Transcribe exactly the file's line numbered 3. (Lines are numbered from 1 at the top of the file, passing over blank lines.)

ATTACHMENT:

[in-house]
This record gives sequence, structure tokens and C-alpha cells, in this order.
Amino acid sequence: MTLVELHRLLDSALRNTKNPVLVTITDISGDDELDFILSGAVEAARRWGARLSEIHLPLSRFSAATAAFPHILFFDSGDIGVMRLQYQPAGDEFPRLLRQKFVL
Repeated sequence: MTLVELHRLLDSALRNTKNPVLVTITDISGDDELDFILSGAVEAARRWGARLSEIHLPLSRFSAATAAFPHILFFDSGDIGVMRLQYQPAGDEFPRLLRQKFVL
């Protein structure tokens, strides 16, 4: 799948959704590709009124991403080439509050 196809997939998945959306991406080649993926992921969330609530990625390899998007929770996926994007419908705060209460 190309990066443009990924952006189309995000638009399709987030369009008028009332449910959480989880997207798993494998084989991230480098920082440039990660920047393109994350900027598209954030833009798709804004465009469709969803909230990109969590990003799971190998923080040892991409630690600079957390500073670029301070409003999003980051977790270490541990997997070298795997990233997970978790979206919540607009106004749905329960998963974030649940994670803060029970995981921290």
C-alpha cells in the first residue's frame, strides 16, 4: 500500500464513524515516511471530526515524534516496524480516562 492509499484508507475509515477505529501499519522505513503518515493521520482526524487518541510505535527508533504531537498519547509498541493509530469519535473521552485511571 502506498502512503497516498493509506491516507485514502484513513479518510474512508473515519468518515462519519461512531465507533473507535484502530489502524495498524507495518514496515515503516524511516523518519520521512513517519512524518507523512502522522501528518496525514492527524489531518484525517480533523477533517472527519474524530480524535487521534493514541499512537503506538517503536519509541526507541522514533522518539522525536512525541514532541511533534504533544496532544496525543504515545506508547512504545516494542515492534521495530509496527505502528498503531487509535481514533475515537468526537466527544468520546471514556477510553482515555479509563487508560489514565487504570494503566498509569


Amino acid sequence: MTLVELHRLLDSALRNTKNPVLVTITDISGDDELDFILSGAVEAARRWGARLSEIHLPLSRFSAATAAFPHILFFDSGDIGVMRLQYQPAGDEFPRLLRQKFVL